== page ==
By the way, NERV sub-commander from NGE was named after this destroyer: [link].
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:iconpilotoloco:
PilotoLoco Featured By Owner Apr 28, 2014
Great atmosphere.
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:iconu-joe:
U-Joe Featured By Owner Apr 28, 2014  Hobbyist Digital Artist
Thank you.
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:iconpilotoloco:
PilotoLoco Featured By Owner Apr 29, 2014
You're welcome.
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:iconcenart:
cenart Featured By Owner Aug 6, 2013
cool
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:iconroen911:
rOEN911 Featured By Owner Mar 29, 2013  Hobbyist Digital Artist
well done
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:iconu-joe:
U-Joe Featured By Owner Mar 29, 2013  Hobbyist Digital Artist
Yay! Glad you like it.
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:iconuglygosling:
uglygosling Featured By Owner Mar 28, 2013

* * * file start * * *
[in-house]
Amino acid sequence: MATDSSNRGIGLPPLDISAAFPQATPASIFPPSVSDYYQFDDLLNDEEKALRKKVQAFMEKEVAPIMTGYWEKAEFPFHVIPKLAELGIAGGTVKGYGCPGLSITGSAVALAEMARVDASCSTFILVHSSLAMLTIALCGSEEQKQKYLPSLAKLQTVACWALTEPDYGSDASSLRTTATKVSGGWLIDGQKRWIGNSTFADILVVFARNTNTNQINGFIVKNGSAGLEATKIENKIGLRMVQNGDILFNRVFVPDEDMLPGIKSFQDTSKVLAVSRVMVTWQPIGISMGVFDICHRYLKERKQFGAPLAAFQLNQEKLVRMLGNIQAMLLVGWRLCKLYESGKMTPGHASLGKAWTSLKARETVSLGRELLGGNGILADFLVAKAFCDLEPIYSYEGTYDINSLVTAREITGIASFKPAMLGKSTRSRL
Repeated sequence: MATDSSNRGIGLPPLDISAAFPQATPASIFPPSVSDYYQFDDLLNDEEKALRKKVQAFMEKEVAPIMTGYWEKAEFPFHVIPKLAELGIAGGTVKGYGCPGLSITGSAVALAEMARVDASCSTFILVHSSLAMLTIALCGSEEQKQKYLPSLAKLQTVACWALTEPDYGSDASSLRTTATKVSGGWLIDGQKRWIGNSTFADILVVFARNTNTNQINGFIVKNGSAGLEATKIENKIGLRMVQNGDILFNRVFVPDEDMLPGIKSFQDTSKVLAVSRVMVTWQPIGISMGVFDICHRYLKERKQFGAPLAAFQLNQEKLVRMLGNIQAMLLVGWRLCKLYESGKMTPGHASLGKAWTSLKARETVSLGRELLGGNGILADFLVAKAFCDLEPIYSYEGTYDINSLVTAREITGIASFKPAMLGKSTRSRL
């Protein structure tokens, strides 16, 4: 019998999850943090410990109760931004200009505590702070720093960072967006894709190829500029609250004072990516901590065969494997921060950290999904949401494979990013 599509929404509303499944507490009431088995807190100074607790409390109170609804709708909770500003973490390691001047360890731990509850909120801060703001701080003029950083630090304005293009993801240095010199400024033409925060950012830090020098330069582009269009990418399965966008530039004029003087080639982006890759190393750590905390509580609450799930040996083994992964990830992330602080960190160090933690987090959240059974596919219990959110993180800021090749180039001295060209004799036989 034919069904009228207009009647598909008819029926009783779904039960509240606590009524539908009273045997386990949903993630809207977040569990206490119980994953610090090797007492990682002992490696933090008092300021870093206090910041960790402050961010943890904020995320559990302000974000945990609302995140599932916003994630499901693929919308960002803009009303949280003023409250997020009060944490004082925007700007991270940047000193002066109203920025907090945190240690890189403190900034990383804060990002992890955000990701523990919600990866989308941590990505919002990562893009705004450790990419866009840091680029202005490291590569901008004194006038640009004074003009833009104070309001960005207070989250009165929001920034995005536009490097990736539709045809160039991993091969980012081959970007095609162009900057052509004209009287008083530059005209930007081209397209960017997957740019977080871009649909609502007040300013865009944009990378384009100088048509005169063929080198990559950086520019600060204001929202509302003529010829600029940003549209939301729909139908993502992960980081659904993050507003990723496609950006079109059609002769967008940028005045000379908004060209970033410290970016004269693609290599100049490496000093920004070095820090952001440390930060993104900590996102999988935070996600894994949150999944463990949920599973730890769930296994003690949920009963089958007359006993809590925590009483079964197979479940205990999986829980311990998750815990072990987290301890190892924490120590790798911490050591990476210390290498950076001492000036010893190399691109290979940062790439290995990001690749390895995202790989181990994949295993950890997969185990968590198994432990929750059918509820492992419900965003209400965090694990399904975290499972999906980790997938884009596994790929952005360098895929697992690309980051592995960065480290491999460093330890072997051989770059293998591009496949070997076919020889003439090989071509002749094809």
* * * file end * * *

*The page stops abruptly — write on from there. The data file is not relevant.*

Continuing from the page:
According to 'A Glorious Way to Die' by Russell Spurr, Yamato and her escorts were supposed to receive a total of 2000 tons of fuel before setting out on the 'Last sortie', but the officers in charge of the fuel depot secretly provided nearly 8000 tons. They were able to do this by using hand pumps to tap oil that was out of reach of the regulation pumps used by the IJN. Yamato thus sailed with 4000 tons (63 % of capacity), Yahagi with over 1200 tons, and their eight escorting destroyers with 500 to 900 tons each.
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:iconu-joe:
U-Joe Featured By Owner Mar 28, 2013  Hobbyist Digital Artist
Oh, so that's how it happened in reality. Thank you for this interesting information.
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:icontzoli:
Tzoli Featured By Owner Mar 28, 2013  Hobbyist Digital Artist
Well the IJN had it's own AA cruiser design this elusive one:
[link]
Probably from around 1943

Standard displacement of 7,150 tons
Maximum displacement of 9,200 tons
Overall length of 172.0 metres
total width 15.8 metres
draught 5.7 metres
power of engines 103,000 hp
speed 34 knot
cruising range of 7,000 miles at 18 knots
crew is unknown
the armament of 12 twin 10cm anti-aircraft gun installations (with length of barrel of 65 calibers)
4 triple 25-mm automatic gun mounts
depth charges 100 rounds'
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:iconu-joe:
U-Joe Featured By Owner Mar 28, 2013  Hobbyist Digital Artist
Oh, you like to dig out such monstrous ship projects. ^_^'
It seems that characters in the corner must be read as 'Tama'. Strange, because the cruiser Tama had already been in the IJN, and she was sunk only in 1944. Why they chose this name?